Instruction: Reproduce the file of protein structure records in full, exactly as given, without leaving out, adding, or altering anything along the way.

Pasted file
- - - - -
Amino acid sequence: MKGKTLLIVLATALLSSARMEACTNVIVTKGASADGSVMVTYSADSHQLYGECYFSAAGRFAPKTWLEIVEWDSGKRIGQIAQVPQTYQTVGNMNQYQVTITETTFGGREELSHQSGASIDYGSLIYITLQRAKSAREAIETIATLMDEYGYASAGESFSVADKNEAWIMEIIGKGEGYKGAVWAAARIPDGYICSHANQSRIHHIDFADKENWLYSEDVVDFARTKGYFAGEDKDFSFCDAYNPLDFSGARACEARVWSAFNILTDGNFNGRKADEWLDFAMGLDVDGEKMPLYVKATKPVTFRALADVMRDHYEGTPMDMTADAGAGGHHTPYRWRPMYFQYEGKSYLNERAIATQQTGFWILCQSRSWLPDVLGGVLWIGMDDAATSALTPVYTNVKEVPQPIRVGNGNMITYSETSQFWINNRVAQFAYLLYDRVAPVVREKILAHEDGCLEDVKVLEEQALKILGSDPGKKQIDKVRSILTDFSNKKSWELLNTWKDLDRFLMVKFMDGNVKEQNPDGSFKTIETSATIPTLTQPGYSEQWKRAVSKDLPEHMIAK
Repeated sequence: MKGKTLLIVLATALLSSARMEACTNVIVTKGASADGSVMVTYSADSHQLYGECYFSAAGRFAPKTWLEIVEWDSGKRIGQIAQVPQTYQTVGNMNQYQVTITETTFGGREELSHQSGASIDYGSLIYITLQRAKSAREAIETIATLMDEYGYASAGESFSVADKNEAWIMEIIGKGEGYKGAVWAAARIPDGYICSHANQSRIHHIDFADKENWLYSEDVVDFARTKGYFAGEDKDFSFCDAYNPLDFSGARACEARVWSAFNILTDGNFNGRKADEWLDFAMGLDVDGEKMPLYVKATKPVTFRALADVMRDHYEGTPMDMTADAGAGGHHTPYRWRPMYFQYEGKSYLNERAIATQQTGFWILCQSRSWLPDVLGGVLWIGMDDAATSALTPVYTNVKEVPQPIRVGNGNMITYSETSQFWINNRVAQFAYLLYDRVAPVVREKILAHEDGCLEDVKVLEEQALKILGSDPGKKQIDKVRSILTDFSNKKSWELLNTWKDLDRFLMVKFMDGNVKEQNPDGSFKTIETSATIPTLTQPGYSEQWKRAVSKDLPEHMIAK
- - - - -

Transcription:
Amino acid sequence: MKGKTLLIVLATALLSSARMEACTNVIVTKGASADGSVMVTYSADSHQLYGECYFSAAGRFAPKTWLEIVEWDSGKRIGQIAQVPQTYQTVGNMNQYQVTITETTFGGREELSHQSGASIDYGSLIYITLQRAKSAREAIETIATLMDEYGYASAGESFSVADKNEAWIMEIIGKGEGYKGAVWAAARIPDGYICSHANQSRIHHIDFADKENWLYSEDVVDFARTKGYFAGEDKDFSFCDAYNPLDFSGARACEARVWSAFNILTDGNFNGRKADEWLDFAMGLDVDGEKMPLYVKATKPVTFRALADVMRDHYEGTPMDMTADAGAGGHHTPYRWRPMYFQYEGKSYLNERAIATQQTGFWILCQSRSWLPDVLGGVLWIGMDDAATSALTPVYTNVKEVPQPIRVGNGNMITYSETSQFWINNRVAQFAYLLYDRVAPVVREKILAHEDGCLEDVKVLEEQALKILGSDPGKKQIDKVRSILTDFSNKKSWELLNTWKDLDRFLMVKFMDGNVKEQNPDGSFKTIETSATIPTLTQPGYSEQWKRAVSKDLPEHMIAK
Repeated sequence: MKGKTLLIVLATALLSSARMEACTNVIVTKGASADGSVMVTYSADSHQLYGECYFSAAGRFAPKTWLEIVEWDSGKRIGQIAQVPQTYQTVGNMNQYQVTITETTFGGREELSHQSGASIDYGSLIYITLQRAKSAREAIETIATLMDEYGYASAGESFSVADKNEAWIMEIIGKGEGYKGAVWAAARIPDGYICSHANQSRIHHIDFADKENWLYSEDVVDFARTKGYFAGEDKDFSFCDAYNPLDFSGARACEARVWSAFNILTDGNFNGRKADEWLDFAMGLDVDGEKMPLYVKATKPVTFRALADVMRDHYEGTPMDMTADAGAGGHHTPYRWRPMYFQYEGKSYLNERAIATQQTGFWILCQSRSWLPDVLGGVLWIGMDDAATSALTPVYTNVKEVPQPIRVGNGNMITYSETSQFWINNRVAQFAYLLYDRVAPVVREKILAHEDGCLEDVKVLEEQALKILGSDPGKKQIDKVRSILTDFSNKKSWELLNTWKDLDRFLMVKFMDGNVKEQNPDGSFKTIETSATIPTLTQPGYSEQWKRAVSKDLPEHMIAK